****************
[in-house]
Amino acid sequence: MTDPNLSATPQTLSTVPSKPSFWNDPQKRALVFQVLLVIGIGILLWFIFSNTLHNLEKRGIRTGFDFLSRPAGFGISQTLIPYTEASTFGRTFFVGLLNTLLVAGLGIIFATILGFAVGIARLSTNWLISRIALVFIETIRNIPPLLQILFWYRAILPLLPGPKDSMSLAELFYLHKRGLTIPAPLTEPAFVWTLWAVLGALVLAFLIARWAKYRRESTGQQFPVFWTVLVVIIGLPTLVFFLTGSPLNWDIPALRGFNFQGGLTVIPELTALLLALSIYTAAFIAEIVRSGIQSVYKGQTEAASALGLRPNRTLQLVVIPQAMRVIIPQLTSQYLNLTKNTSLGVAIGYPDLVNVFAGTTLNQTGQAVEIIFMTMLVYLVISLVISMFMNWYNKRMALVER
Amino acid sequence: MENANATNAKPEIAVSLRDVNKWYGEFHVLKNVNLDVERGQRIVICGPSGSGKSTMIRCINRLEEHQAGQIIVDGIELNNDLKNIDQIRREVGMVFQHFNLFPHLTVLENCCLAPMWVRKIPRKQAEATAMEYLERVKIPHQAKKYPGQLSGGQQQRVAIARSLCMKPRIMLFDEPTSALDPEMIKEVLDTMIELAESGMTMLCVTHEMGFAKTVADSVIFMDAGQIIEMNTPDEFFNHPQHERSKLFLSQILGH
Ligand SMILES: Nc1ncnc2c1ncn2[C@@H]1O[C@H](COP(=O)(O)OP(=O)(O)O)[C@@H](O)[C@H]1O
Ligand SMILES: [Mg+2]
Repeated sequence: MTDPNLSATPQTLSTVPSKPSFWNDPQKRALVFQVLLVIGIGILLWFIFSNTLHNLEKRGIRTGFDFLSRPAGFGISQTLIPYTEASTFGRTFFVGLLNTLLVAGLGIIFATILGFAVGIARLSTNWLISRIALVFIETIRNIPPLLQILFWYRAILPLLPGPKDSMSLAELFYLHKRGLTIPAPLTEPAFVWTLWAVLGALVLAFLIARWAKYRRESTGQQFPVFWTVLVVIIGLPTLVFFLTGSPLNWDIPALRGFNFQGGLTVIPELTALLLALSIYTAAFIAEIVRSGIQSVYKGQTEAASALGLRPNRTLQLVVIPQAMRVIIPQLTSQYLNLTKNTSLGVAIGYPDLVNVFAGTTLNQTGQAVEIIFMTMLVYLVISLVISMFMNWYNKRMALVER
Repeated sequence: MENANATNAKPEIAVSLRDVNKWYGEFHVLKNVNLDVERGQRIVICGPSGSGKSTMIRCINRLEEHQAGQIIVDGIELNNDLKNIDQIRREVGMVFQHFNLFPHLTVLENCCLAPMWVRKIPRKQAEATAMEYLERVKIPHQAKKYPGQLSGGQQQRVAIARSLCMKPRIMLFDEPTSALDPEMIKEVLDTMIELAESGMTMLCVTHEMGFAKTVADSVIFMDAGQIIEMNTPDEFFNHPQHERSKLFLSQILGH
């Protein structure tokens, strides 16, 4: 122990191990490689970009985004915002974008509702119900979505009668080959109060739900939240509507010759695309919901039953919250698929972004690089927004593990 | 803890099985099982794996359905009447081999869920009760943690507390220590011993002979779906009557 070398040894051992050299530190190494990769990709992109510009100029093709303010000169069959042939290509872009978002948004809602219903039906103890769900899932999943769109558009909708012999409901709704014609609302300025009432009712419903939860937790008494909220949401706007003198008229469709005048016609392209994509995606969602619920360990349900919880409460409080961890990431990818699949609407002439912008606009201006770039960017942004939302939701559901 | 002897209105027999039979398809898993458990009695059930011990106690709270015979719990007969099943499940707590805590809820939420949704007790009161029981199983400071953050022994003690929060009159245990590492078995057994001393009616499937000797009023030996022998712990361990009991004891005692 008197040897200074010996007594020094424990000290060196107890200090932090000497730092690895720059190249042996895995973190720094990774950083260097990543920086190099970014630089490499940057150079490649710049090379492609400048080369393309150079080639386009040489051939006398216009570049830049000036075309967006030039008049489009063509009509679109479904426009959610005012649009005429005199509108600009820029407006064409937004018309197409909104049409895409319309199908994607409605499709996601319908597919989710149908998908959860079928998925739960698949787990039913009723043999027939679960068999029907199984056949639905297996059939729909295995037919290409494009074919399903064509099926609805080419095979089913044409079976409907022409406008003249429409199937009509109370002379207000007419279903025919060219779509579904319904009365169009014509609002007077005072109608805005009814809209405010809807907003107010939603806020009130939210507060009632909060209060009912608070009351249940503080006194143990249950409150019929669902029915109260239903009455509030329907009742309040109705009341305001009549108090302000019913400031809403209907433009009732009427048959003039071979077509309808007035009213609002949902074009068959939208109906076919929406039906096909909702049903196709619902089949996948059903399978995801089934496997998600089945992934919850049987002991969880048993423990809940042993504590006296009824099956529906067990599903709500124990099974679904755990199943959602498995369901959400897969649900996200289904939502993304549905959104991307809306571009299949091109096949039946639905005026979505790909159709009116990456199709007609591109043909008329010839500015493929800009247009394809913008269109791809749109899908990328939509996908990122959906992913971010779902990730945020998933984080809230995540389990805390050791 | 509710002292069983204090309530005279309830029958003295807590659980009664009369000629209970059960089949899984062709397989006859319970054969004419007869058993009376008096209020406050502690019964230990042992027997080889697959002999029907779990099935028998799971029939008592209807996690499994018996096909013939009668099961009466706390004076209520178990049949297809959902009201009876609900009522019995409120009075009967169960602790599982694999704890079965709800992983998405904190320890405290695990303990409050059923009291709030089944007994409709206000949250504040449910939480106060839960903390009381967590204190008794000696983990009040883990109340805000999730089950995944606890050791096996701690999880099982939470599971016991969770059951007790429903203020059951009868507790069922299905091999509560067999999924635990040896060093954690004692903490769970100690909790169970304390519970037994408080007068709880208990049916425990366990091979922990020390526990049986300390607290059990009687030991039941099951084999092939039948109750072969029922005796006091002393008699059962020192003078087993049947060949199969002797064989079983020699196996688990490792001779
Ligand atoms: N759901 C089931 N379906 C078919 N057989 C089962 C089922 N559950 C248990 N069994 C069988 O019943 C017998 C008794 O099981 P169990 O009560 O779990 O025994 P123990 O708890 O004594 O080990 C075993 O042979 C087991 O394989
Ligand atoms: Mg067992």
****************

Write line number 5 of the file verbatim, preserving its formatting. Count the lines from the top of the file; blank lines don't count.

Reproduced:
Ligand SMILES: [Mg+2]